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25 Essential Medical Apps for Your Phone

primary care best medical apps review
A review of the best medical apps for primary care

Your Second Brain Should Have The Best Apps out There for Primary Care

A brief review of the top 25 medical apps for primary care that we like.

1. Epocrates

best medical app for primary care

This is the best free app out there, essential to get the right prescription dosage. Includes useful add-ons like Interaction Check and Pill Identifier. Very useful for moments like: “Doc, I need a refill of my little red pill.”

A $174.99 annual subscription will get you Epocrates Plus, which includes disease monographs from the BMJ. It is a nice, quick review of the disease. However, the most useful part of this is the Treatment Options and Tests section, where you can quickly get the lab test that you need to order or maybe check if there is an alternative treatment for that specific condition.

The only problem with this app is that it sometimes becomes unresponsive. This can be frustrating, especially since is a (point of care) POC app that you are using in front of your patient. Another problem I’ve had is that the pictures don’t load using the WiFi of the facility where I work.

Download from the App Store.

Download from Google Play.

2. UpToDate

second best medical app for primary care

This is by far the best paid app you can get. For ~$500 / year you get the most up-to-date information of virtually any condition you can imagine. If you can get UpToDate from an institutional subscription, you should definitively take advantage of it.

Make sure you log in with your own user name and not with your institution’s generic login info, as you can accumulate CME credits valid for your board certification. (You will no longer have to spend $5k on that trip for your CME conference).

Their Summary and Recommendation section is a fast way to quickly review the subject you are interested in and then delve deeper into the matter.

Download from the App Store.

Download from Google Play.

3. GoodRx Pro

third best medical app for primary care

While you would want to recommend the regular GoodRx app or website to your patients, the Pro version of this app will enable you to help your patients save money on prescriptions.

GoodRx Pro is for healthcare professionals and allows you to share (by email or text) coupons for medications with your patient from your phone without disclosing your actual phone number or personal email address.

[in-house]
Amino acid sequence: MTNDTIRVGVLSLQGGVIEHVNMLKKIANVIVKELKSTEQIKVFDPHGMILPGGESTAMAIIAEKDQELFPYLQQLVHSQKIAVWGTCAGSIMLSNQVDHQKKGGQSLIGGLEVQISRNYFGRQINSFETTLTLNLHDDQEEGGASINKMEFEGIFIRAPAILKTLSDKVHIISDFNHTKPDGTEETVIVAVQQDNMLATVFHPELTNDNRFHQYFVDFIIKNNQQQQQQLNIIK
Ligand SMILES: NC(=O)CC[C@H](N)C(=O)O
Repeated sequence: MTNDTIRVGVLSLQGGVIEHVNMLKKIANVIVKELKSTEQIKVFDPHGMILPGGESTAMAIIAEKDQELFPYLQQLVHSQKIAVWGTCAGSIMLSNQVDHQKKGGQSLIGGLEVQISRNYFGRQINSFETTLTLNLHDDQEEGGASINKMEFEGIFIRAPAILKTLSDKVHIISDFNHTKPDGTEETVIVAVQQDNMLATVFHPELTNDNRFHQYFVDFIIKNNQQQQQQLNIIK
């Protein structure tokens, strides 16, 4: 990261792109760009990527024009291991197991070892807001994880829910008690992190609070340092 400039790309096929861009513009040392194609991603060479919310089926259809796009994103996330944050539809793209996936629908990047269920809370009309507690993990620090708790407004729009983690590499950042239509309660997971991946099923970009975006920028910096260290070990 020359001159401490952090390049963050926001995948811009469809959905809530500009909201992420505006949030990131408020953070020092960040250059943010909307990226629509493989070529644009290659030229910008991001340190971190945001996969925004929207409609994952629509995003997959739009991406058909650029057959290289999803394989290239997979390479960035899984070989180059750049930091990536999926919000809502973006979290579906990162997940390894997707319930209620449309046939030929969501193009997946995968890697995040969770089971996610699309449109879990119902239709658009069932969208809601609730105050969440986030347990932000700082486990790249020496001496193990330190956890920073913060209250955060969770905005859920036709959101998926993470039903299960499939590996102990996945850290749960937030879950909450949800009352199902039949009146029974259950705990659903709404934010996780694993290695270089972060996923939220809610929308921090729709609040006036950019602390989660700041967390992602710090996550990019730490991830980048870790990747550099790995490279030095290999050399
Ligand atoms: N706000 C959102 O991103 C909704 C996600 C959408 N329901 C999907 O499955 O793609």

Sometimes using GoodRx coupons and paying cash is actually cheaper than your patient’s insurance copay. Your patients will love you if you can help them save hundreds of dollars on prescriptions like Viagra, Chantix or Celebrex.

Download from the App Store.

Download from Google Play.

4. Evernote

fourth best medical app for primary care

This app is specially helpful during residency to keep all the important information organized in one place. It’s like creating your own handbook of information pearls.

You can create notes with photos or text, tag the notes with keywords and easily recall them in the future. Evernote has OCR (optical character recognition) technology, so you can scan handwritten notes or take a picture of that slide in the lecture that was full of important information. Evernote then makes the text inside the images searchable, making it an incredible app to recall information at your fingertips.

BTW, they also have Evernote Scannable. I have not used a scanner since I downloaded this app.

Download from the App Store.

Download from Google Play.

5. Zygote Body

fifth best medical app for primary care

This is not an app; it is an amazing website with medically accurate 3D anatomy. ZygoteBody, formerly Google Body, is a web application that renders manipulable 3D anatomical models of the human body.

It’s very useful to discuss with patients the source of their back pain and clearly demonstrate that it’s not coming from their kidneys, their terrible degenerated discs or their bulging discs impinging on their sciatic nerve.

6. ASCVD Plus

sixth best medical app for primary care

From the American College of Cardiology, atherosclerotic cardiovascular disease (ASCVD) 10-year risk estimator is a great POC tool to tell your patients whether they will benefit from using statins and/or aspirin to prevent a stroke or MI.

Using evidence-based science, you can interact with the results the app gives you and show the percentage risk reduction and determine therapy impact. It is a very powerful tool for shared decision-making and guiding clinician-patient discussion around customizing an intervention plan.

Download from the App Store.

Download from Google Play.

7. CDC Vaccine Schedules

seventh best medical app for primary care

This is the official vaccine schedule from the Centers for Disease Control and Prevention. It is easy to navigate between pediatric and adult schedules as well vaccines indicated for special conditions (pregnancy, immunocompromised, etc).